Desserts in Provence

Desserts in Provence

Delicious desserts from the local patisserie in Uzès.

Deleuze-Rochetin Vineyard, Arpaillargues, Provence

Vineyard Deleuze-Rochetin where we sampled wines and saw exhibitions in the art space.

One morning we went to one of the local vineyards, Deleuze-Rochetin, to sample wines and stock up for meals and, needless to say, aperitivo. It was such a pleasure going there and sampling wines that are straight from the region and not exported. One of my favourites was Zéphyr, 2011, with a fresh, slightly floral nose but, unfortunately I can’t remember its blend of grapes. The vineyard even has a stark art space upstairs so after sampling everything we could get our paws on we discovered the art of Denis Pondruel, Martine Lafon and Cecile Andrieu.

Thirsty Road

Thirsty Road!

Mushrooms, Provence

A beautiful array of mushrooms cooking in cream.

Tapenade and tomato and garlic spread

Aperitivo by the pool – tapenade and the most delicious tomato and garlic paste. I could eat it every day forever!

Barbecuing prawns

Barbecuing whisky soaked prawns – a Provence speciality! No, not really.

Dried fruit

Dried fruit from the market at Saint Quentin la Poterie.


Figs in the garden. I had my eye on them every day but only two ripened whilst we were there. Sigh. I could have eaten the whole tree!

Pastis and olives

Pastis and olives for aperitivo.

Howkapow scarf

My Karen Mabon swimmers scarf looked great by the pool. Find it here on Howkapow.

L'Artemise, Pont-du-Gard, Provence

A delicious cocktail to start our dinner at L’Artemise near Pont-du-Gard. It was a concoction of whisky, ginger and cubes of mashed basil.

Olive breadsticks at L'Artemise, Pont-du-Gard

Delicate olive breadsticks.

Mozzarella cream with sun dried tomato

Amuse bouche – mozzarella cream with sun-dried tomato.

Puree au petit pois.

Amuse bouche – petit pois purée.

Dessert at L'Artemise, Provence

Dessert at L’Artemise – poached apricots, meringue sticks, creme patissier and brioche.

L'Artemise, Pont-du-Gard, Provence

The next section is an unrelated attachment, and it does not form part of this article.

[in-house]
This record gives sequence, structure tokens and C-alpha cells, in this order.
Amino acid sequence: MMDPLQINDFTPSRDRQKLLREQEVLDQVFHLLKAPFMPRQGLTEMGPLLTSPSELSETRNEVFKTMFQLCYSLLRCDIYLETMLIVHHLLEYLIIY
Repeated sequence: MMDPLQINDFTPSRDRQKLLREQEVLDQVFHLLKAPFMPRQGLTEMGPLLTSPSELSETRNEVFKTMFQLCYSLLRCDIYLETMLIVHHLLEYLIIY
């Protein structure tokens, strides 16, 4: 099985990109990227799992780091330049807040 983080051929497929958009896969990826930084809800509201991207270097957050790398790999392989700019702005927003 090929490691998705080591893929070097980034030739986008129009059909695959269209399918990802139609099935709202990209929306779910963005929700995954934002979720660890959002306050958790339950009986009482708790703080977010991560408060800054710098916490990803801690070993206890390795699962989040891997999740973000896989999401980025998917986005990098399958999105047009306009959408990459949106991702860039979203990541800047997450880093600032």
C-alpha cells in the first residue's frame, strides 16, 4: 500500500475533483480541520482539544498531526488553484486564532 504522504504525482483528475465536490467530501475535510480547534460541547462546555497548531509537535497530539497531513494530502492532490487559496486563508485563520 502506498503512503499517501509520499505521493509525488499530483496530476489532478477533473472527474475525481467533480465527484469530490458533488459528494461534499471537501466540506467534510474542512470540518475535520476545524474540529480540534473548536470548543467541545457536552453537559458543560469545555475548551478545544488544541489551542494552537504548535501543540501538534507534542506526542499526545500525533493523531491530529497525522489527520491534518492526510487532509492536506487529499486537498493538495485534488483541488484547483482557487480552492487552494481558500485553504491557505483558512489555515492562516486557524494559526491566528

L’Artemise at Pont-du-Gard, Provence.

On our final night we went to a fantastic restaurant: L’Artemise. It is situated on a hill near the Roman aqueduct Pont-du-Gard with sweeping views of the stunningly green countryside with occasional yellow patches of sunflowers. The restaurant is set in a beautiful old house with tables in the garden next to the tomato patches with lights suspended between them and from trees. There isn’t a menu to speak of, you specify whether you would like meat or fish, then the evening of many courses begins. We started with a green cocktail of whisky, ginger and mashed basil cubes, followed by two amuses bouches, a starter, then the main of fish or meat. I don’t have photos of every course as night set in making it too dark but you get a good idea from the photos above. After the main was local cheese served with pickled courgette, goat’s cheese ice-cream which tasted of yoghurt and was surprisingly delicious, a dessert of poached apricots, meringue sticks, creme patissier and brioche, then plates of chocolate pots and madeleines were presented. It was all utterly delicious and the dishes change frequently so you are very much encouraged to go back. Even if the dishes remained the same I would be back in a flash many times!

Pont-du-Gard, Provence

Pont-du-Gard, Provence

Places I would recommend to visit when in Provence are:



The Friday market in Saint Quentin la Poterie

The Saturday market in Uzes

La Maison de la Truffe in Uzes for truffle wine

Pont-du-Gard Roman Aqueduct 

Rencontres Arles – an enormous photography exhibition set all over Arles

A walk along the medieval fortifications at Aigues-Mortes


Curious Foodie Christmas Presents